The soldiers were freed in November last year, the two inmates said, meaning they served less than one year of their 10-year prison terms for the killings at Inn Din village.
They also served less jail time than two Reuters reporters who uncovered the killings. The journalists, Wa Lone and Kyaw Soe Oo, spent more than 16 months behind bars on charges of obtaining state secrets. The two were released in an amnesty on May 6.
Win Naing, the chief warden at Rakhine’s Sittwe Prison, and a senior prison official in the capital, Naypyitaw, confirmed that the convicted soldiers had not been in prison for some months.
“Their punishment was reduced by the military,” said the senior Naypyitaw official, who declined to be named.
Both prison officials declined to provide further details and said they did not know the exact date of the release, which was not announced publicly.
The seven soldiers were the only security personnel the military has said it has punished over the 2017 operation in Rakhine, which drove more than 730,000 Rohingya Muslims to flee to Bangladesh. UN investigators said the crackdown was executed with “genocidal intent” and included mass killings, gang rapes and widespread arson.
Myanmar denies widespread wrongdoing and officials have pointed to the jailing of the seven soldiers in the Inn Din case as evidence Myanmar security forces do not enjoy impunity.
“I would say that we took action against every case we could investigate,” the military’s commander in chief, Senior General Min Aung Hlaing, told officials from the UN Security Council in April last year, according to an account posted on his personal website.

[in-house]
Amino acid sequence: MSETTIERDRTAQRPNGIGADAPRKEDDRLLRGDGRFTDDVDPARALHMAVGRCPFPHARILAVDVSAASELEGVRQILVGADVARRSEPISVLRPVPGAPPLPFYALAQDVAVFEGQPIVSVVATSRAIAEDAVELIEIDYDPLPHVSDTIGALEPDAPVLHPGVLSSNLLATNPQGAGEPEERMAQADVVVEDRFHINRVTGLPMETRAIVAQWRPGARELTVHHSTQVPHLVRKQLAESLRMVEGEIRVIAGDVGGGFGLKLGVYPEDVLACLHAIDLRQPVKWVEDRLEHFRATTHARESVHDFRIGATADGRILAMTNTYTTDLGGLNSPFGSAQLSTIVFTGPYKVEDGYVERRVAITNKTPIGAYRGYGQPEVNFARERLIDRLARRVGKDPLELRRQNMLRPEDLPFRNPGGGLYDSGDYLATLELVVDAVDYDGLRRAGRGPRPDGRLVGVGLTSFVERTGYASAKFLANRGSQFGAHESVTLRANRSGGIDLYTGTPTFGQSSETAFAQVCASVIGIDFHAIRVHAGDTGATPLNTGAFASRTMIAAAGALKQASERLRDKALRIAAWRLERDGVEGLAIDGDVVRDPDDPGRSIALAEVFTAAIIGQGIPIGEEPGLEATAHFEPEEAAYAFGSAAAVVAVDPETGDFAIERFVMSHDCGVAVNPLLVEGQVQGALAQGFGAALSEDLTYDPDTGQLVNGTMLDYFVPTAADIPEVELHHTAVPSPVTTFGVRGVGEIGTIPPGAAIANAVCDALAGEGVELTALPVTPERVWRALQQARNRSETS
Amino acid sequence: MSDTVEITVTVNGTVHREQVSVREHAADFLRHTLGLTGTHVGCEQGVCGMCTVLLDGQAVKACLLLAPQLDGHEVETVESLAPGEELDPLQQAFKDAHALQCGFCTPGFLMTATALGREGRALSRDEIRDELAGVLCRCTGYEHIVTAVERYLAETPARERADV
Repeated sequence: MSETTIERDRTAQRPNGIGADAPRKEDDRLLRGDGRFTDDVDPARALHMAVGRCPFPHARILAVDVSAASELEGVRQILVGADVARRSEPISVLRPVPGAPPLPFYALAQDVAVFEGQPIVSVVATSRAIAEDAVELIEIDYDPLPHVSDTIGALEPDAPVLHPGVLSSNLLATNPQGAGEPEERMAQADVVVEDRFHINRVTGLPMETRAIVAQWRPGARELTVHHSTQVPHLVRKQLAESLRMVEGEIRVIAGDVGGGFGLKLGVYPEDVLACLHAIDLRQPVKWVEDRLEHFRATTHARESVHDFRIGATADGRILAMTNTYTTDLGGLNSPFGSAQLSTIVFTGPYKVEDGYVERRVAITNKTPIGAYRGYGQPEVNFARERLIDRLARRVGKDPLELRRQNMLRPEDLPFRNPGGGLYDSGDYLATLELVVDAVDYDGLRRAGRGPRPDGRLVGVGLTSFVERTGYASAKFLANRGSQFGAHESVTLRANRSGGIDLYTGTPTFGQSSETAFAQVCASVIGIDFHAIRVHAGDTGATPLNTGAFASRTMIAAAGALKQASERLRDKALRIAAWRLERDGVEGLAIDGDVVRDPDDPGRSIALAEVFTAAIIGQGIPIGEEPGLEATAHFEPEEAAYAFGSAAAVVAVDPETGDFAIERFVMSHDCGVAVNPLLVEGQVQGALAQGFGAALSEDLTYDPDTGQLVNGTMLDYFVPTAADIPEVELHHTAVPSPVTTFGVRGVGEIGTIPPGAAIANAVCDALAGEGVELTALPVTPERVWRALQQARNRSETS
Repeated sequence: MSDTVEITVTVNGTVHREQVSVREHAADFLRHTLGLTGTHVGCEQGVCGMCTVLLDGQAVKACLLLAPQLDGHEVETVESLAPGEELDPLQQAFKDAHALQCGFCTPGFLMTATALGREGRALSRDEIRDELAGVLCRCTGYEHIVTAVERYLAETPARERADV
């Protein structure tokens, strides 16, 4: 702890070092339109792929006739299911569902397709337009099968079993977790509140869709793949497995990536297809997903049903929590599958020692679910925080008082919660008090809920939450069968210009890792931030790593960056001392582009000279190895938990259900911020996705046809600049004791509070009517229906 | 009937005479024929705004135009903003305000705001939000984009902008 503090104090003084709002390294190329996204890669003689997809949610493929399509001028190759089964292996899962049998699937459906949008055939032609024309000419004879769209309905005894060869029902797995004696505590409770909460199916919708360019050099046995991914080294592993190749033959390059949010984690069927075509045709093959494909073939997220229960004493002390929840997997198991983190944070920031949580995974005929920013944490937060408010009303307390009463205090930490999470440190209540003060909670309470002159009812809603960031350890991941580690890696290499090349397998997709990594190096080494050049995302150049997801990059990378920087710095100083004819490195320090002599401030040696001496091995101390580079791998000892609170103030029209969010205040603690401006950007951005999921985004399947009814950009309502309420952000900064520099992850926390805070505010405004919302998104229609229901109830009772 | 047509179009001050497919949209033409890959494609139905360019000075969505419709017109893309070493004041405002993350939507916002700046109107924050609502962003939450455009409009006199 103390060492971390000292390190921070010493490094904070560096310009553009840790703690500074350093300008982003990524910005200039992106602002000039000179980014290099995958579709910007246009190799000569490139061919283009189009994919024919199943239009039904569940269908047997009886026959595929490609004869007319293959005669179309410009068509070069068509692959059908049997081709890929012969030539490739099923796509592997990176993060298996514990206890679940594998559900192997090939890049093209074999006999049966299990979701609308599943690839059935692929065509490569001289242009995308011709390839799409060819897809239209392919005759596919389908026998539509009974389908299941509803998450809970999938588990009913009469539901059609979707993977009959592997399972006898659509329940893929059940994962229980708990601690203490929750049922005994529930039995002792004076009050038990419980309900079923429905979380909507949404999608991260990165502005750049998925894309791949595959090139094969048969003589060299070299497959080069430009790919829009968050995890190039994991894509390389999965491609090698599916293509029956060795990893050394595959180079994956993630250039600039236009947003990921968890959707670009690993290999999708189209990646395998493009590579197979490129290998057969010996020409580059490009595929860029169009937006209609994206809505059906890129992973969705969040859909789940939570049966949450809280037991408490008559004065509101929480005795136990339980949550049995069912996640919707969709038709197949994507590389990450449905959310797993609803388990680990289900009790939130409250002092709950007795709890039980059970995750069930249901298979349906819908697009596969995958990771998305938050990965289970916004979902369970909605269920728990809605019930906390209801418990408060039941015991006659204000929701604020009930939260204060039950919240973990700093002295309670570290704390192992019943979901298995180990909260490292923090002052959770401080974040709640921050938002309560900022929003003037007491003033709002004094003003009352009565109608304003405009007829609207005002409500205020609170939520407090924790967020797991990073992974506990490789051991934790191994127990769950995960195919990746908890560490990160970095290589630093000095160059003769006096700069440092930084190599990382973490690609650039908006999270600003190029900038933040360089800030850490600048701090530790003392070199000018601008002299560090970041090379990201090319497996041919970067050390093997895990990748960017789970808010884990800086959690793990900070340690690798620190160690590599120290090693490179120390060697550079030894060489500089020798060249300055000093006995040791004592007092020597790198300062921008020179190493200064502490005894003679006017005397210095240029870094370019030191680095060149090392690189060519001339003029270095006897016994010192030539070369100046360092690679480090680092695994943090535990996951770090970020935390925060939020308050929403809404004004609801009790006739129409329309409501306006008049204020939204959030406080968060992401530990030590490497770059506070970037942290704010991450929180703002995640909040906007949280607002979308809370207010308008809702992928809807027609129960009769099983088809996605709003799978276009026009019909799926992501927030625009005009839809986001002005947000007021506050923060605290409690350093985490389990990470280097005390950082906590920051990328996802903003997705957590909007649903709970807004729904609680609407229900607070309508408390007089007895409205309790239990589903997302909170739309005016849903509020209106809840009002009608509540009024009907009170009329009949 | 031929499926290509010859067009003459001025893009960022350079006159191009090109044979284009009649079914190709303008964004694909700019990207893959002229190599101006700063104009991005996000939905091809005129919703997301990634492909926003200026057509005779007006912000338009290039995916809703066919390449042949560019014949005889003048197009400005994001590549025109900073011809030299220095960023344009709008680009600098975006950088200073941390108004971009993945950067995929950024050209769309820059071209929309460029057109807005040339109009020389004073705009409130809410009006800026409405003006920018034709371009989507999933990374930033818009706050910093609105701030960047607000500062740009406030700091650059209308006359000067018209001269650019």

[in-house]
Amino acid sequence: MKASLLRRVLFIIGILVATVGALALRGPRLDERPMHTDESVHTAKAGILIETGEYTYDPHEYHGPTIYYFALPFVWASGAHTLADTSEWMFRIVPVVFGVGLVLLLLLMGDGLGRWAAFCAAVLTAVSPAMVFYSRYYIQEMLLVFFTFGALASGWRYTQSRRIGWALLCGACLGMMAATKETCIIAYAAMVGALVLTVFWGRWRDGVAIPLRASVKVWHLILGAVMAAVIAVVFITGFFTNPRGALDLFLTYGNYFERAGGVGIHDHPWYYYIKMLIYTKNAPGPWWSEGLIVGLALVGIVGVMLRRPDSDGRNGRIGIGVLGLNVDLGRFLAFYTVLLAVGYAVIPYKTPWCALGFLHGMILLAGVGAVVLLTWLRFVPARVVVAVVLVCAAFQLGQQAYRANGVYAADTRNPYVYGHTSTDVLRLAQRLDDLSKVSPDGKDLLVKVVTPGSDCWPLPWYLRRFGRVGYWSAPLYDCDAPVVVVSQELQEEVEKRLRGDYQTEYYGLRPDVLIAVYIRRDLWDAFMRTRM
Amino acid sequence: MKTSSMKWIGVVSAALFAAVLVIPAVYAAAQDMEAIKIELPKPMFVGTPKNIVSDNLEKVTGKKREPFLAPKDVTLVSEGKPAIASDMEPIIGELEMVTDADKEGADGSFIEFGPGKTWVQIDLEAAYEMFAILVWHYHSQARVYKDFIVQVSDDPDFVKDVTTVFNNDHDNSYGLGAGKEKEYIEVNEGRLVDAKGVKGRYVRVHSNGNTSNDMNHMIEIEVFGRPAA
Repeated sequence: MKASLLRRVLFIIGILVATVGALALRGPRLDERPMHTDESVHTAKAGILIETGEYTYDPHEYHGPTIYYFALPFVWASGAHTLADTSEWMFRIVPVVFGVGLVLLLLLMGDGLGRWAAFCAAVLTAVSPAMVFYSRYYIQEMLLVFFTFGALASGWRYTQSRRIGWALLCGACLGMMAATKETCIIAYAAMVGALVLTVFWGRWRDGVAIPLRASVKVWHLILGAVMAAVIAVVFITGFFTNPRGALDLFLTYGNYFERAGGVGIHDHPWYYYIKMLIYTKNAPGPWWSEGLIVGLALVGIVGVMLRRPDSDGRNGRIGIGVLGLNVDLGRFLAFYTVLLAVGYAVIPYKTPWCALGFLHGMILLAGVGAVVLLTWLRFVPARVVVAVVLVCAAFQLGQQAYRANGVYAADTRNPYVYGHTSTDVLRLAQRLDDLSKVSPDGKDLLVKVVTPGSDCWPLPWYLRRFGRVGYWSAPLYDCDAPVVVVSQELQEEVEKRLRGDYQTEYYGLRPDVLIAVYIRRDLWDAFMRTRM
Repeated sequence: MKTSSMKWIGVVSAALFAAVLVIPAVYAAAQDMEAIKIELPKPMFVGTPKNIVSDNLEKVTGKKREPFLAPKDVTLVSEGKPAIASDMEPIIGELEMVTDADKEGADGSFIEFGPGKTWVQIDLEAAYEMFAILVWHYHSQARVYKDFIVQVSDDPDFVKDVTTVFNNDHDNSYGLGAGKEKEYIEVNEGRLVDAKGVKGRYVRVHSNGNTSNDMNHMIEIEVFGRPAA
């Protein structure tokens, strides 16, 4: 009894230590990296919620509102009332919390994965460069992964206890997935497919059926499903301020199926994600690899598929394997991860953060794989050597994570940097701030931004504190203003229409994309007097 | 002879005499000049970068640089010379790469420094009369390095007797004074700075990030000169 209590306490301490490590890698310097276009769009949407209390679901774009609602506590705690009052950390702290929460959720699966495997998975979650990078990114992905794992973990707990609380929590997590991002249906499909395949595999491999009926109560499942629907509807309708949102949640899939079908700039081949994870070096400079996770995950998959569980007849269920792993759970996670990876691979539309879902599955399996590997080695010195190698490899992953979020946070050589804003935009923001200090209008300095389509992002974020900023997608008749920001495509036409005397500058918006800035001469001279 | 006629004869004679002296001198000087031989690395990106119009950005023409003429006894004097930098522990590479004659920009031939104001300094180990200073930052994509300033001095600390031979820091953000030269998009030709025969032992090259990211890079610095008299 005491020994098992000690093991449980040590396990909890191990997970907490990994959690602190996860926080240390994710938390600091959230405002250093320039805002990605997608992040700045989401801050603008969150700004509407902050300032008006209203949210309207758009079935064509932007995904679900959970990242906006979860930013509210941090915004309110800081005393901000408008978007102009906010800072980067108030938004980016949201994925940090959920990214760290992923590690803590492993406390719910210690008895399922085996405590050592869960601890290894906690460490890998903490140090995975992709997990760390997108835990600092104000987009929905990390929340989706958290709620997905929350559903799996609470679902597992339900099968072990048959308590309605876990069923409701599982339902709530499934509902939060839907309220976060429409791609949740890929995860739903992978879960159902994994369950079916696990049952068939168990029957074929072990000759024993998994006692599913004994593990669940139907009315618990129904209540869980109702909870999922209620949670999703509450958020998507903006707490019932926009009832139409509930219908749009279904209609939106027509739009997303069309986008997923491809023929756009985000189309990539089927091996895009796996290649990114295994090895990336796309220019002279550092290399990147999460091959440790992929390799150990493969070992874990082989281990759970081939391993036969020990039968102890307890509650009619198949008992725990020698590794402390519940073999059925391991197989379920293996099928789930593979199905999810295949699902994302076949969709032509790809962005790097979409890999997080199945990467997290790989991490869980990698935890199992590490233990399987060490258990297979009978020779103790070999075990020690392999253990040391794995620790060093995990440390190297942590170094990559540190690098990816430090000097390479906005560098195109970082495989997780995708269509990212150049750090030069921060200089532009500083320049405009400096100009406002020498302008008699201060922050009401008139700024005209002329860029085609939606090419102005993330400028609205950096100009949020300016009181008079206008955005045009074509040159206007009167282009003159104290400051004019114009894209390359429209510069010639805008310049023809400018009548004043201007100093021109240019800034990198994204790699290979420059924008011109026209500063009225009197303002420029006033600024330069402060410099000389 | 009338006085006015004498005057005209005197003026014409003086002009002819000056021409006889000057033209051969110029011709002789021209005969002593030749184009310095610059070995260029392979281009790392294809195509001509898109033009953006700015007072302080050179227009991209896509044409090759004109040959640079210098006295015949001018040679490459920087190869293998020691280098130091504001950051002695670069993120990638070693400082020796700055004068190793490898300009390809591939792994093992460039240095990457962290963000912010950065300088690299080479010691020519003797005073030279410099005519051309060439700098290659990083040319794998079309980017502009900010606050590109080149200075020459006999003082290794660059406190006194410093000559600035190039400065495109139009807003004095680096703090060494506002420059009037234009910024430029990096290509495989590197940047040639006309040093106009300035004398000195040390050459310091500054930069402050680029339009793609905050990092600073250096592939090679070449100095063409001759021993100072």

The army chief cited the Inn Din case specifically. “The latest crime we punished was a killing, and ten years’ imprisonment was given to seven perpetrators,” he said. “We will not forgive anyone if they commit (a) crime.”
Reached by phone on Thursday, a man named Zin Paing Soe confirmed that he was one of the seven soldiers and that he was now free, but declined to comment further. “We were told to shut up,” he said.
On Sept. 1, 2017, soldiers and some villagers detained a group of 10 Rohingya. The military said the men were “terrorists”; their family members said they were farmers, high school students and an Islamic teacher.
The next morning, witnesses said, Buddhist villagers hacked some of the Rohingya men with swords. The rest were shot by Myanmar troops and buried in a shallow grave.